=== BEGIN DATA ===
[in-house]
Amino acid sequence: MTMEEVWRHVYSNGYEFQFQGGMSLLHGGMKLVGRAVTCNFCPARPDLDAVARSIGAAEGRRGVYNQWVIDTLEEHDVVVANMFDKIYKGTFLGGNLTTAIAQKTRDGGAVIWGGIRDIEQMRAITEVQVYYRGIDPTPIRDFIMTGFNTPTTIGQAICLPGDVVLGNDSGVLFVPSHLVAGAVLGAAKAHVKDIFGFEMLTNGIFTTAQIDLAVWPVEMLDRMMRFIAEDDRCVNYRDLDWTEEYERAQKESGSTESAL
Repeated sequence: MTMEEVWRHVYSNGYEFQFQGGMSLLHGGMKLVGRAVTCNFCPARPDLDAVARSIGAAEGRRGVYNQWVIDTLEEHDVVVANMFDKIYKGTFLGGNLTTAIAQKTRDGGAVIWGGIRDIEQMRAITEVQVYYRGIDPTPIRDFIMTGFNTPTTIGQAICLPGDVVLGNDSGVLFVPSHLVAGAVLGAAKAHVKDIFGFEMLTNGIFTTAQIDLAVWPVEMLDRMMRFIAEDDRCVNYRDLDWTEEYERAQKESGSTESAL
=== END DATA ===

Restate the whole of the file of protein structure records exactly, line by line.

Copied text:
[in-house]
Amino acid sequence: MTMEEVWRHVYSNGYEFQFQGGMSLLHGGMKLVGRAVTCNFCPARPDLDAVARSIGAAEGRRGVYNQWVIDTLEEHDVVVANMFDKIYKGTFLGGNLTTAIAQKTRDGGAVIWGGIRDIEQMRAITEVQVYYRGIDPTPIRDFIMTGFNTPTTIGQAICLPGDVVLGNDSGVLFVPSHLVAGAVLGAAKAHVKDIFGFEMLTNGIFTTAQIDLAVWPVEMLDRMMRFIAEDDRCVNYRDLDWTEEYERAQKESGSTESAL
Repeated sequence: MTMEEVWRHVYSNGYEFQFQGGMSLLHGGMKLVGRAVTCNFCPARPDLDAVARSIGAAEGRRGVYNQWVIDTLEEHDVVVANMFDKIYKGTFLGGNLTTAIAQKTRDGGAVIWGGIRDIEQMRAITEVQVYYRGIDPTPIRDFIMTGFNTPTTIGQAICLPGDVVLGNDSGVLFVPSHLVAGAVLGAAKAHVKDIFGFEMLTNGIFTTAQIDLAVWPVEMLDRMMRFIAEDDRCVNYRDLDWTEEYERAQKESGSTESAL